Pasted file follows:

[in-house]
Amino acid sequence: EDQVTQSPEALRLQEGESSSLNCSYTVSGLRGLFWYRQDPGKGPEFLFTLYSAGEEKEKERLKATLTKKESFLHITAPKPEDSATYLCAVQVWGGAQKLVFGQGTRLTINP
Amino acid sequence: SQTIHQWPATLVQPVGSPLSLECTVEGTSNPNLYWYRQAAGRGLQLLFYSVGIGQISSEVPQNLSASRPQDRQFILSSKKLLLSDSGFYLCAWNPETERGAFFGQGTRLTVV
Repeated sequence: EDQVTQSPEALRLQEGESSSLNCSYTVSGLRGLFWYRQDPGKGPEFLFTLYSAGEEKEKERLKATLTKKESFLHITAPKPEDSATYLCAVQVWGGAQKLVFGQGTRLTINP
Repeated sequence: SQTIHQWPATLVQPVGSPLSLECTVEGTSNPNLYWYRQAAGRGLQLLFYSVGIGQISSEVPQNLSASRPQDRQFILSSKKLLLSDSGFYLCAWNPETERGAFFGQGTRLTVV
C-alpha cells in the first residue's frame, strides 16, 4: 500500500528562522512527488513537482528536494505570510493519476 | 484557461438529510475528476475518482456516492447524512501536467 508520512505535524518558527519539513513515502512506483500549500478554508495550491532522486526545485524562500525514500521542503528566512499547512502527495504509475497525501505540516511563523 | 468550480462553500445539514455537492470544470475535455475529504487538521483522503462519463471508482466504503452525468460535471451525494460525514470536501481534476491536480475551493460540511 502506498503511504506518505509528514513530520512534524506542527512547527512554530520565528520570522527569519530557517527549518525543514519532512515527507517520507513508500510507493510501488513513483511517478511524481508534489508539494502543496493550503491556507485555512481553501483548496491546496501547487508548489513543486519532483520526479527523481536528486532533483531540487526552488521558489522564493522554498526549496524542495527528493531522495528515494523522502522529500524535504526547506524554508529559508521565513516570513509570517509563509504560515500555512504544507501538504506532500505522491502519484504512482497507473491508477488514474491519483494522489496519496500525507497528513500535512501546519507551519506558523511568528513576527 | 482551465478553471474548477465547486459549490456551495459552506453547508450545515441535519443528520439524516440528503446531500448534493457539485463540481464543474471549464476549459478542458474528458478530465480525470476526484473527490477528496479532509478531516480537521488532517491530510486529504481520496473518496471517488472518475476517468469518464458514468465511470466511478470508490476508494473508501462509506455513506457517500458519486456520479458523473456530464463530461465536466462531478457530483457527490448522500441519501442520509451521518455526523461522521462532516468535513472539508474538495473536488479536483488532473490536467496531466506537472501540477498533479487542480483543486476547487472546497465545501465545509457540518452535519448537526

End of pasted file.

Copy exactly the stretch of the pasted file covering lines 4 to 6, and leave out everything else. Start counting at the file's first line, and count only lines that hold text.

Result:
Repeated sequence: EDQVTQSPEALRLQEGESSSLNCSYTVSGLRGLFWYRQDPGKGPEFLFTLYSAGEEKEKERLKATLTKKESFLHITAPKPEDSATYLCAVQVWGGAQKLVFGQGTRLTINP
Repeated sequence: SQTIHQWPATLVQPVGSPLSLECTVEGTSNPNLYWYRQAAGRGLQLLFYSVGIGQISSEVPQNLSASRPQDRQFILSSKKLLLSDSGFYLCAWNPETERGAFFGQGTRLTVV
C-alpha cells in the first residue's frame, strides 16, 4: 500500500528562522512527488513537482528536494505570510493519476 | 484557461438529510475528476475518482456516492447524512501536467 508520512505535524518558527519539513513515502512506483500549500478554508495550491532522486526545485524562500525514500521542503528566512499547512502527495504509475497525501505540516511563523 | 468550480462553500445539514455537492470544470475535455475529504487538521483522503462519463471508482466504503452525468460535471451525494460525514470536501481534476491536480475551493460540511 502506498503511504506518505509528514513530520512534524506542527512547527512554530520565528520570522527569519530557517527549518525543514519532512515527507517520507513508500510507493510501488513513483511517478511524481508534489508539494502543496493550503491556507485555512481553501483548496491546496501547487508548489513543486519532483520526479527523481536528486532533483531540487526552488521558489522564493522554498526549496524542495527528493531522495528515494523522502522529500524535504526547506524554508529559508521565513516570513509570517509563509504560515500555512504544507501538504506532500505522491502519484504512482497507473491508477488514474491519483494522489496519496500525507497528513500535512501546519507551519506558523511568528513576527 | 482551465478553471474548477465547486459549490456551495459552506453547508450545515441535519443528520439524516440528503446531500448534493457539485463540481464543474471549464476549459478542458474528458478530465480525470476526484473527490477528496479532509478531516480537521488532517491530510486529504481520496473518496471517488472518475476517468469518464458514468465511470466511478470508490476508494473508501462509506455513506457517500458519486456520479458523473456530464463530461465536466462531478457530483457527490448522500441519501442520509451521518455526523461522521462532516468535513472539508474538495473536488479536483488532473490536467496531466506537472501540477498533479487542480483543486476547487472546497465545501465545509457540518452535519448537526